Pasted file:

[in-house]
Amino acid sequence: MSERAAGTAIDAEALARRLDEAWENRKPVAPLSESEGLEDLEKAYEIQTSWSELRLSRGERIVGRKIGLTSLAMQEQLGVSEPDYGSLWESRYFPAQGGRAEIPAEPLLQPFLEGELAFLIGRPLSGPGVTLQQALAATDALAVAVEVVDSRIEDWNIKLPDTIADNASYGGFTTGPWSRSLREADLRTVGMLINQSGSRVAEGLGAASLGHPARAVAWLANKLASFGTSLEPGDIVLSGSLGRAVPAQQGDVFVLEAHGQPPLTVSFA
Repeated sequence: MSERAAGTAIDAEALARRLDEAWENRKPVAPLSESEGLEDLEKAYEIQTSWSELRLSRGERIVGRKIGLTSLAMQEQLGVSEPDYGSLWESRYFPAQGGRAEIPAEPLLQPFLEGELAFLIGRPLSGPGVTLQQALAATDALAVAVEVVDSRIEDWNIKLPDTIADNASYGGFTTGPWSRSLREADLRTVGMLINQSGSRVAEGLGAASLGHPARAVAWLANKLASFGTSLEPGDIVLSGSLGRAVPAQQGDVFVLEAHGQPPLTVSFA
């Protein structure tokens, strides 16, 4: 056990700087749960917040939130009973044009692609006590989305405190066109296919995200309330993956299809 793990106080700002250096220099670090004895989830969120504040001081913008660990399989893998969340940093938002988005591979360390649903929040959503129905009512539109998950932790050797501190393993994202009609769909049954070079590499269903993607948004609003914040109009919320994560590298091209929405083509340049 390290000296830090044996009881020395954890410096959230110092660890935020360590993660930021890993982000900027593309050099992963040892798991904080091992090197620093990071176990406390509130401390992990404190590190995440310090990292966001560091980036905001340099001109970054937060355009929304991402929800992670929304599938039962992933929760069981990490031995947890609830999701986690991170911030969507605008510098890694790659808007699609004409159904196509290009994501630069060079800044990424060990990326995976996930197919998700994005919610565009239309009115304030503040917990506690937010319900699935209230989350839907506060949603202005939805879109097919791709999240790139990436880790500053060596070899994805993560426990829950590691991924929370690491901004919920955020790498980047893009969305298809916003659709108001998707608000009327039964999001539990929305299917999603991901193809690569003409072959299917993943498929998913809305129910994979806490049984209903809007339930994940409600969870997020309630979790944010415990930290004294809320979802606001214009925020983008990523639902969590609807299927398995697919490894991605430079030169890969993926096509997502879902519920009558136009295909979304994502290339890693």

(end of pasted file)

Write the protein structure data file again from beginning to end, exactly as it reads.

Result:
[in-house]
Amino acid sequence: MSERAAGTAIDAEALARRLDEAWENRKPVAPLSESEGLEDLEKAYEIQTSWSELRLSRGERIVGRKIGLTSLAMQEQLGVSEPDYGSLWESRYFPAQGGRAEIPAEPLLQPFLEGELAFLIGRPLSGPGVTLQQALAATDALAVAVEVVDSRIEDWNIKLPDTIADNASYGGFTTGPWSRSLREADLRTVGMLINQSGSRVAEGLGAASLGHPARAVAWLANKLASFGTSLEPGDIVLSGSLGRAVPAQQGDVFVLEAHGQPPLTVSFA
Repeated sequence: MSERAAGTAIDAEALARRLDEAWENRKPVAPLSESEGLEDLEKAYEIQTSWSELRLSRGERIVGRKIGLTSLAMQEQLGVSEPDYGSLWESRYFPAQGGRAEIPAEPLLQPFLEGELAFLIGRPLSGPGVTLQQALAATDALAVAVEVVDSRIEDWNIKLPDTIADNASYGGFTTGPWSRSLREADLRTVGMLINQSGSRVAEGLGAASLGHPARAVAWLANKLASFGTSLEPGDIVLSGSLGRAVPAQQGDVFVLEAHGQPPLTVSFA
């Protein structure tokens, strides 16, 4: 056990700087749960917040939130009973044009692609006590989305405190066109296919995200309330993956299809 793990106080700002250096220099670090004895989830969120504040001081913008660990399989893998969340940093938002988005591979360390649903929040959503129905009512539109998950932790050797501190393993994202009609769909049954070079590499269903993607948004609003914040109009919320994560590298091209929405083509340049 390290000296830090044996009881020395954890410096959230110092660890935020360590993660930021890993982000900027593309050099992963040892798991904080091992090197620093990071176990406390509130401390992990404190590190995440310090990292966001560091980036905001340099001109970054937060355009929304991402929800992670929304599938039962992933929760069981990490031995947890609830999701986690991170911030969507605008510098890694790659808007699609004409159904196509290009994501630069060079800044990424060990990326995976996930197919998700994005919610565009239309009115304030503040917990506690937010319900699935209230989350839907506060949603202005939805879109097919791709999240790139990436880790500053060596070899994805993560426990829950590691991924929370690491901004919920955020790498980047893009969305298809916003659709108001998707608000009327039964999001539990929305299917999603991901193809690569003409072959299917993943498929998913809305129910994979806490049984209903809007339930994940409600969870997020309630979790944010415990930290004294809320979802606001214009925020983008990523639902969590609807299927398995697919490894991605430079030169890969993926096509997502879902519920009558136009295909979304994502290339890693």